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DrugWarRant.com, the longest running single-issue blog devoted to drug policy, is published by the Prohibition Isn't Free Foundation
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August 2011
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Odds and Ends

bullet image I think it’s pretty exciting that we’re witnessing a renaissance of female heroes. Why are the police attacking them?

Law Enforcement Prepares to Fight Heroine Resurgence

To Channel 5’s headline writer: Spell-check doesn’t know the difference between a legendary female character and a drug made from poppies. That means you need to.


bullet image US-Trained Assassin Teams Now Deployed in Drug War

Now that’s something that you won’t hear either of our countries’ governments talking about publicly.


bullet image Michigan medical marijuana sellers close up shop after ruling

Thursday was a bad day to be among Michigan’s nearly 100,000 medical marijuana patients and down to a last joint.

Many marijuana dispensaries closed their shops to pot sales, on lawyers’ advice, following a court of appeals ruling.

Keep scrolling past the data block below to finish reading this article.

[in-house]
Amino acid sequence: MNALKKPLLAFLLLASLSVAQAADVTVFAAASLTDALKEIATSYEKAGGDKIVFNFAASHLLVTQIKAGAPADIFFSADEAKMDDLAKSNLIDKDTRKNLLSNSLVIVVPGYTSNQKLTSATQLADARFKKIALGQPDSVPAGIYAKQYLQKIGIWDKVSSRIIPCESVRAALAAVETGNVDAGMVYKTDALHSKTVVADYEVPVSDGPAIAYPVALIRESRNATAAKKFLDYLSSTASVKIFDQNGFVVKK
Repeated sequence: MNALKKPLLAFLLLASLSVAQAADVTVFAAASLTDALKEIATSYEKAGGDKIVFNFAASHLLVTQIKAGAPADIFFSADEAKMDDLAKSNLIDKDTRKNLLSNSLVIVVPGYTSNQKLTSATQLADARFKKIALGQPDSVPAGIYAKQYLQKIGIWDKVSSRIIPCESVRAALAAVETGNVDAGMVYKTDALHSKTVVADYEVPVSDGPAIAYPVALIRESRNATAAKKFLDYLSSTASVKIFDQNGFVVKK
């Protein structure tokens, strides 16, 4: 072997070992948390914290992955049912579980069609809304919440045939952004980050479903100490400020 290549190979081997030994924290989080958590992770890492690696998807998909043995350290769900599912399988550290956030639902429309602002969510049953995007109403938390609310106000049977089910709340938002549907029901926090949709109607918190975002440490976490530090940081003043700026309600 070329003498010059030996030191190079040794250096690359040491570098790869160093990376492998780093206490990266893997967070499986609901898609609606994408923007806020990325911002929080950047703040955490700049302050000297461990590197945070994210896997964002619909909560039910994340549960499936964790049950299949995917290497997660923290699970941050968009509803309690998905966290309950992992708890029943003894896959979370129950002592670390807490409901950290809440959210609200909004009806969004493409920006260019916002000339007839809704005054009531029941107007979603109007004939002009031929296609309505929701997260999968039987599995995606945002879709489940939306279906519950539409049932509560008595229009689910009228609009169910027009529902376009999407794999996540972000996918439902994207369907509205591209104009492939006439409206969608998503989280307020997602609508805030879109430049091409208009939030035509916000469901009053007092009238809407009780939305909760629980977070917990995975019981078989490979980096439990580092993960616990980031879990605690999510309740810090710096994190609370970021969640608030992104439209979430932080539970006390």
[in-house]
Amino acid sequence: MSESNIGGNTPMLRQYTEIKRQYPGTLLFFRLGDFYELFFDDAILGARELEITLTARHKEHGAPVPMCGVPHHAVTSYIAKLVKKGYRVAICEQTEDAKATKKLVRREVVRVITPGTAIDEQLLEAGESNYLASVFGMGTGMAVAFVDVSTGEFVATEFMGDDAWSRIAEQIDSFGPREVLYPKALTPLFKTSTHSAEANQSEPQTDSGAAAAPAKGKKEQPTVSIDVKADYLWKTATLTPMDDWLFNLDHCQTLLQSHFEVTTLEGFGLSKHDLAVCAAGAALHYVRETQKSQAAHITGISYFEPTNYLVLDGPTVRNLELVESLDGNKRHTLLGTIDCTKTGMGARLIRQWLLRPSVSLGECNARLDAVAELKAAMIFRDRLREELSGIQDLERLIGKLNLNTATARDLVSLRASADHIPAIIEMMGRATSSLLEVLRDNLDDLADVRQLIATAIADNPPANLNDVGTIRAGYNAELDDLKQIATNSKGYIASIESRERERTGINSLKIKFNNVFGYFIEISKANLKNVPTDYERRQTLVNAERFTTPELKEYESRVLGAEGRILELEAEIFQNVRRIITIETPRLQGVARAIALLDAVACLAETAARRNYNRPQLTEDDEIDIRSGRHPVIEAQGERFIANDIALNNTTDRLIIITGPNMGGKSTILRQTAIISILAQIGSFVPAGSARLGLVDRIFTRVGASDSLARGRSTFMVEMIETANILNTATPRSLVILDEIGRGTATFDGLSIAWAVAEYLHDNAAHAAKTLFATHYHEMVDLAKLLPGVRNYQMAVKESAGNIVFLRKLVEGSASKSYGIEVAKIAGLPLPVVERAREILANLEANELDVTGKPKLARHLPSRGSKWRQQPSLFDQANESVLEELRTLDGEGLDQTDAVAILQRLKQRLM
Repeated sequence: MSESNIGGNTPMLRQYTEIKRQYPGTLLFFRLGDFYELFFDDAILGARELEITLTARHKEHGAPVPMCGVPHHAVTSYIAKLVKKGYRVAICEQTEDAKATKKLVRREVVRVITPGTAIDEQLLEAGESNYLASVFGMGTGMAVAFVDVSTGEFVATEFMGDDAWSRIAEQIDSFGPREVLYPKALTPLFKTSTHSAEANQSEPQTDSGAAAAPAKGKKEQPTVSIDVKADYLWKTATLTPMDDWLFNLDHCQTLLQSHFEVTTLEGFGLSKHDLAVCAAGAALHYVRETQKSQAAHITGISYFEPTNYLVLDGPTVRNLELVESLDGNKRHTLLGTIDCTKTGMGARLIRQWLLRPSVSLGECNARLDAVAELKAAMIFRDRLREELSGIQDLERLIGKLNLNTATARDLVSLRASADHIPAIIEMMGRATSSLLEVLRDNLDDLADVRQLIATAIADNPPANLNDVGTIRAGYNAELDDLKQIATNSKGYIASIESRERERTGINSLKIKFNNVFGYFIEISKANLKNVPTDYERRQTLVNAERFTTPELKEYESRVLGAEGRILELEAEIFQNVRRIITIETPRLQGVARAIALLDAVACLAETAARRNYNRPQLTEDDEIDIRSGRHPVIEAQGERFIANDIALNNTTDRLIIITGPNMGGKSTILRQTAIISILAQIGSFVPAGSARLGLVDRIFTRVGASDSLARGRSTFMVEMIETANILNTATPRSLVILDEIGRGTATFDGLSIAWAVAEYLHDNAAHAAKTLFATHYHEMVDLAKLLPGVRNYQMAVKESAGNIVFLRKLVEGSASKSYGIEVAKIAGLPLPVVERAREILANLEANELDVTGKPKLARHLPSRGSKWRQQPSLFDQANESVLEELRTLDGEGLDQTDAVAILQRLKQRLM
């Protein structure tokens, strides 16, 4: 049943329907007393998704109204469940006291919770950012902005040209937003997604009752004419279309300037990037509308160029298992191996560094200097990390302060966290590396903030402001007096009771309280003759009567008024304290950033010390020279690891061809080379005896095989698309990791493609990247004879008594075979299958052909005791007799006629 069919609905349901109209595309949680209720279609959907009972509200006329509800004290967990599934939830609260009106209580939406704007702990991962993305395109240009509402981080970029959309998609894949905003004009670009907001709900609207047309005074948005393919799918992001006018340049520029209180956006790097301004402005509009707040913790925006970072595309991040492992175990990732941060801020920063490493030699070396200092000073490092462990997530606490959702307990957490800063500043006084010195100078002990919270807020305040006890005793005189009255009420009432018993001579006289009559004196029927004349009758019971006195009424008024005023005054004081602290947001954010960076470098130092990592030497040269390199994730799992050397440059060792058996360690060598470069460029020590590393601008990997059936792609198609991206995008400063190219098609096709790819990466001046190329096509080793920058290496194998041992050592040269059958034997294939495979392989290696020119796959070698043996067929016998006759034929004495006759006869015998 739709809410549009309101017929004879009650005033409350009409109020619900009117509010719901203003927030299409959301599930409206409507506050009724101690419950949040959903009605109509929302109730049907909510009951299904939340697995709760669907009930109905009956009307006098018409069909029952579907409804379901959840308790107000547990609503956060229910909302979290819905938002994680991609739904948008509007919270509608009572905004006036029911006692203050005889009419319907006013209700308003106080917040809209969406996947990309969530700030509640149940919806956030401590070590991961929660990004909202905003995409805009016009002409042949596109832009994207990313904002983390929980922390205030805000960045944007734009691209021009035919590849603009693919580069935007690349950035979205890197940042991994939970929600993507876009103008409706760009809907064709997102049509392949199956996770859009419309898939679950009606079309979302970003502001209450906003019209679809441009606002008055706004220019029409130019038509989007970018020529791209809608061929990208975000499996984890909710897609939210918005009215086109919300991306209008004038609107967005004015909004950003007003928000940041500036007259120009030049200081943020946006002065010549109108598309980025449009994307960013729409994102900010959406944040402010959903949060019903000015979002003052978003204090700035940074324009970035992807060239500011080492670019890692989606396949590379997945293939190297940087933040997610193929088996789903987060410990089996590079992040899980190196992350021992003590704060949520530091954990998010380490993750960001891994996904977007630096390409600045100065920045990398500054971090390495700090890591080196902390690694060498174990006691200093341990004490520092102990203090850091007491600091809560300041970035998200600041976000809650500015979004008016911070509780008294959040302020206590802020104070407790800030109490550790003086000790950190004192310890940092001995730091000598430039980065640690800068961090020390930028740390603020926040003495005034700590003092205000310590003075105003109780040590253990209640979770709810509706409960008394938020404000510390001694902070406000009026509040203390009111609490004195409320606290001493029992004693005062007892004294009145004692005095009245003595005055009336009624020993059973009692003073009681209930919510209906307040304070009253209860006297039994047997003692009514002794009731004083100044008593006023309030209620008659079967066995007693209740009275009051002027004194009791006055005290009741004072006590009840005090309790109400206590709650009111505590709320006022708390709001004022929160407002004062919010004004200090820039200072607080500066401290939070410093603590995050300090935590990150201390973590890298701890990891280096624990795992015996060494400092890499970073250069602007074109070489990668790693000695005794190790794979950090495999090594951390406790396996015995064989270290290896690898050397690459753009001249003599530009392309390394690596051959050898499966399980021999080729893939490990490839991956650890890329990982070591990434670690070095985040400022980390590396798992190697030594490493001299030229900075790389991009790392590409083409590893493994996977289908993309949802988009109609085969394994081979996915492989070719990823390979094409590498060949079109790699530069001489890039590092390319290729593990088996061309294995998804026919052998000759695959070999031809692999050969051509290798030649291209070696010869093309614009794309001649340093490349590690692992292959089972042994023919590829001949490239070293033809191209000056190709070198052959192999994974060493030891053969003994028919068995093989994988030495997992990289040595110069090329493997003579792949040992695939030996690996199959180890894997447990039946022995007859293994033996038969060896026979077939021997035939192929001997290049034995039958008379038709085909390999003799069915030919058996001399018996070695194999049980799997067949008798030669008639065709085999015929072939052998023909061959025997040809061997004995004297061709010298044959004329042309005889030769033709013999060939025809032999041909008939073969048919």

“It would be dangerous to operate with the specter of a criminal case hanging over our head,” said John Lewis, lawyer for Compassionate Apothecary in Mt. Pleasant, the center of the marijuana maelstrom.

On Tuesday, a unanimous panel of the Michigan Court of Appeals ruled that the dispensary’s business model of charging clients a fee to store marijuana that could be sold to any registered patient was illegal. The ruling was a blow to the burgeoning medical marijuana business and its patients.

We’ve really got to make this plant legal. Period.

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11 comments to Odds and Ends

  • darkcycle

    The Black market in Montana just let out a huge sigh of relief.

  • The tragedy for drug producing countries, and Latin American countries in particular, is that Prohibition has made the illicit drug market an extremely successful business, too profitable for its own good. At US$320,000 millions per year, this market ranks third amongst the more lucrative business in the world, and its revenue is higher than the GDP of 84% of the countries in the world. More significant, perhaps, is the fact that only a tiny fraction (some estimates talk of as little as 5%) of the revenues generated by the illegal drug market worldwide manages to make its way back into the economies of drug producing countries. So, it should not come as a surprise to find that a large number of interested parties, not just the US military establishment and the scavengers that feed on it and are fed by it, are willing to fight to death, literally and metaphorically, anyone trying to kill the proverbial goose that lays the golden egg.